International companies considering an entry into India should heed this important message. Traditional clothing is still very much the default choice for women, making up an estimated 70 percent of women’s apparel sales in 2017. The appetite for Western styles is likely to increase, but traditional wear is still expected to account for a 65 percent market share by 2023.
Another challenge is the low quality of India’s infrastructure, which continues to lag behind that of many other Asian countries. Nearly 40 percent of the Indian road network was unpaved as of 2016. Poor infrastructure can make last-mile deliveries difficult. In addition, retail stock is often below expectations. However, there are signs of improvement. “We have two fantastic luxury malls coming up in Bombay, at the Bandra Kurla Complex along with the convention center,” says Darshan Mehta, founder and chief executive of Reliance Brands, which operates more than 500 stores for international brands. “So there is a whole new fantastic retail ecosystem.”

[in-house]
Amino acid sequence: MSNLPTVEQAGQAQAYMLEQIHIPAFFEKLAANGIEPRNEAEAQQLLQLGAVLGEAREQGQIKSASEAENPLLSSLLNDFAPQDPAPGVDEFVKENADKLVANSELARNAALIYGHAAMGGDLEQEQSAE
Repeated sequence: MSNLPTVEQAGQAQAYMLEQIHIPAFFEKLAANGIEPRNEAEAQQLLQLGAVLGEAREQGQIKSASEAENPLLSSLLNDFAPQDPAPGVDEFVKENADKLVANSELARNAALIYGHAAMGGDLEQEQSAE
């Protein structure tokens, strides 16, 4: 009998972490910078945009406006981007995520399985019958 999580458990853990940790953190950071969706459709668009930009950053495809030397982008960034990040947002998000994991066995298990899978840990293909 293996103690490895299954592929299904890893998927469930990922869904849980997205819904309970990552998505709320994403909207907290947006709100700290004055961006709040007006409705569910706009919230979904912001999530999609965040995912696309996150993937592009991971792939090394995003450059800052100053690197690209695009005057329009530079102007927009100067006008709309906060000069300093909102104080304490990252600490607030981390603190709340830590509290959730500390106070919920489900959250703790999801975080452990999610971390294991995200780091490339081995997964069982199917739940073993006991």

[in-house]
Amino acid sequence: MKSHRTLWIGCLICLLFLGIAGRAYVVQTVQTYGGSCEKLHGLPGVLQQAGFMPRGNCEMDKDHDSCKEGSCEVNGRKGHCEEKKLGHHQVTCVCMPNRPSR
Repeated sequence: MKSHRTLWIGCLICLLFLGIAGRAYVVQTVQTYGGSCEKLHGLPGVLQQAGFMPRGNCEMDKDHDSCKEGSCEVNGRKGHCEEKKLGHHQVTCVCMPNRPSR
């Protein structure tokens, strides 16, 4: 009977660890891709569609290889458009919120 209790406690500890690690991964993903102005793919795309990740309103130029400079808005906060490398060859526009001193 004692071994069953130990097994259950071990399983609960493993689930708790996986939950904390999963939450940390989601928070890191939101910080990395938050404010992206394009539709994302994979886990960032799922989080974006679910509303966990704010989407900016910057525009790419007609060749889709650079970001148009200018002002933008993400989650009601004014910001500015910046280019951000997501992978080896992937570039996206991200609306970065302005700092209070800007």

Many brands are determined to take advantage of India’s blossoming growth. The majority are likely to choose one of three routes. First, players can partner with existing e-commerce platforms. This is most suitable for players with low brand awareness and relatively little capital to invest; it also offers a good way to test demand and customer preferences. Second, brands that have little local knowledge and are looking to enter the market quickly can do so with a franchise model, developing brick-and-mortar retail spaces. Finally, players that have significant local knowledge and capital resources can create fully owned and operated stores.